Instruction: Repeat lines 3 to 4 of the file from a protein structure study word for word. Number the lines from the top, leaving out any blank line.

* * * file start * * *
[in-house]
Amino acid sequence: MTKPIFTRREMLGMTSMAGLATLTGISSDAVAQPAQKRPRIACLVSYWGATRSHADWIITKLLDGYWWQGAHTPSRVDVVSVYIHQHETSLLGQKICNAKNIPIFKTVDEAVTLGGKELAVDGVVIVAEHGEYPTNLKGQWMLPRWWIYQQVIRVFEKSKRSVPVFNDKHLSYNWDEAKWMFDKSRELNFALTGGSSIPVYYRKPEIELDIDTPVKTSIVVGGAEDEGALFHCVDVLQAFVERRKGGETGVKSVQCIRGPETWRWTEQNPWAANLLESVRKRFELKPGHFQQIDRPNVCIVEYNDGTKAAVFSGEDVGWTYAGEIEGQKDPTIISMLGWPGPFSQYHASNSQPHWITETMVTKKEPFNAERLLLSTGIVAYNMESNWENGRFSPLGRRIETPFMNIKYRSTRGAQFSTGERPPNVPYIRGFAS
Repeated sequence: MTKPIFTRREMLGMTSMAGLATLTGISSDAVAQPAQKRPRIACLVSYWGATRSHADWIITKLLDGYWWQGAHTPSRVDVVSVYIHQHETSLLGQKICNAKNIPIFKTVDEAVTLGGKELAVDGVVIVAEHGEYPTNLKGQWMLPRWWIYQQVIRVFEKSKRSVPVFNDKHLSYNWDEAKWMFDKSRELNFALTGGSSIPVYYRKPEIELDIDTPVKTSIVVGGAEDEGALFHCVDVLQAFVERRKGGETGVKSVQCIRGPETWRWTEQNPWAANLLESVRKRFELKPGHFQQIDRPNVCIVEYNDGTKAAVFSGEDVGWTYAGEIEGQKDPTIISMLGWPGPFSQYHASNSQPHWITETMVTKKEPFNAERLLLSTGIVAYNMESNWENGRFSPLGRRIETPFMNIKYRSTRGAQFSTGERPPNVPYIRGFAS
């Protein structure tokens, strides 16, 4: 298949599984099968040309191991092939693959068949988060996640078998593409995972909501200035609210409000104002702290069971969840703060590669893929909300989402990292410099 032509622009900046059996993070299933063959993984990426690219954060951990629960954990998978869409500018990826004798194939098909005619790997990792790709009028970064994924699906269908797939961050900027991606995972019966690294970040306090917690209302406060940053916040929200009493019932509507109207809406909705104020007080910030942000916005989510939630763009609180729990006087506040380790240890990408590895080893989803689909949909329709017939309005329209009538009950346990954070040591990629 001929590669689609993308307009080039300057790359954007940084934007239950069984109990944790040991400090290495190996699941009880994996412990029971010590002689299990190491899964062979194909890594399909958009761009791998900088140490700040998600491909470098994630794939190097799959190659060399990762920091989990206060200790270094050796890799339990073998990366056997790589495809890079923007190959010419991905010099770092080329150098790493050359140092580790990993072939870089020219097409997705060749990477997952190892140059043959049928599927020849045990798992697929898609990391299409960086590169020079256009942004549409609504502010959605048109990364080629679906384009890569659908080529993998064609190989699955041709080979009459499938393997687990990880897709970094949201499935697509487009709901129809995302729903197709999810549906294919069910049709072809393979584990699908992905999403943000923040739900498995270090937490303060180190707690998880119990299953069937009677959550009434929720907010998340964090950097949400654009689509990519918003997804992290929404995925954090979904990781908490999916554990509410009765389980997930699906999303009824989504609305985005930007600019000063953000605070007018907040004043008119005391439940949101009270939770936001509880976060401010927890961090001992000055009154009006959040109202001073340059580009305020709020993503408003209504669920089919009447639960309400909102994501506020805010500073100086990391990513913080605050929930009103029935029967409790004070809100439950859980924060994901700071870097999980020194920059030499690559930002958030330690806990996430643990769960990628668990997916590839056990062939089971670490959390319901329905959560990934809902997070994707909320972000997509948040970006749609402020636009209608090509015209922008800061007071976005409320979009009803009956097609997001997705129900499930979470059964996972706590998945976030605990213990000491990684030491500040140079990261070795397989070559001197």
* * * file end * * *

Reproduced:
Repeated sequence: MTKPIFTRREMLGMTSMAGLATLTGISSDAVAQPAQKRPRIACLVSYWGATRSHADWIITKLLDGYWWQGAHTPSRVDVVSVYIHQHETSLLGQKICNAKNIPIFKTVDEAVTLGGKELAVDGVVIVAEHGEYPTNLKGQWMLPRWWIYQQVIRVFEKSKRSVPVFNDKHLSYNWDEAKWMFDKSRELNFALTGGSSIPVYYRKPEIELDIDTPVKTSIVVGGAEDEGALFHCVDVLQAFVERRKGGETGVKSVQCIRGPETWRWTEQNPWAANLLESVRKRFELKPGHFQQIDRPNVCIVEYNDGTKAAVFSGEDVGWTYAGEIEGQKDPTIISMLGWPGPFSQYHASNSQPHWITETMVTKKEPFNAERLLLSTGIVAYNMESNWENGRFSPLGRRIETPFMNIKYRSTRGAQFSTGERPPNVPYIRGFAS
């Protein structure tokens, strides 16, 4: 298949599984099968040309191991092939693959068949988060996640078998593409995972909501200035609210409000104002702290069971969840703060590669893929909300989402990292410099 032509622009900046059996993070299933063959993984990426690219954060951990629960954990998978869409500018990826004798194939098909005619790997990792790709009028970064994924699906269908797939961050900027991606995972019966690294970040306090917690209302406060940053916040929200009493019932509507109207809406909705104020007080910030942000916005989510939630763009609180729990006087506040380790240890990408590895080893989803689909949909329709017939309005329209009538009950346990954070040591990629 001929590669689609993308307009080039300057790359954007940084934007239950069984109990944790040991400090290495190996699941009880994996412990029971010590002689299990190491899964062979194909890594399909958009761009791998900088140490700040998600491909470098994630794939190097799959190659060399990762920091989990206060200790270094050796890799339990073998990366056997790589495809890079923007190959010419991905010099770092080329150098790493050359140092580790990993072939870089020219097409997705060749990477997952190892140059043959049928599927020849045990798992697929898609990391299409960086590169020079256009942004549409609504502010959605048109990364080629679906384009890569659908080529993998064609190989699955041709080979009459499938393997687990990880897709970094949201499935697509487009709901129809995302729903197709999810549906294919069910049709072809393979584990699908992905999403943000923040739900498995270090937490303060180190707690998880119990299953069937009677959550009434929720907010998340964090950097949400654009689509990519918003997804992290929404995925954090979904990781908490999916554990509410009765389980997930699906999303009824989504609305985005930007600019000063953000605070007018907040004043008119005391439940949101009270939770936001509880976060401010927890961090001992000055009154009006959040109202001073340059580009305020709020993503408003209504669920089919009447639960309400909102994501506020805010500073100086990391990513913080605050929930009103029935029967409790004070809100439950859980924060994901700071870097999980020194920059030499690559930002958030330690806990996430643990769960990628668990997916590839056990062939089971670490959390319901329905959560990934809902997070994707909320972000997509948040970006749609402020636009209608090509015209922008800061007071976005409320979009009803009956097609997001997705129900499930979470059964996972706590998945976030605990213990000491990684030491500040140079990261070795397989070559001197």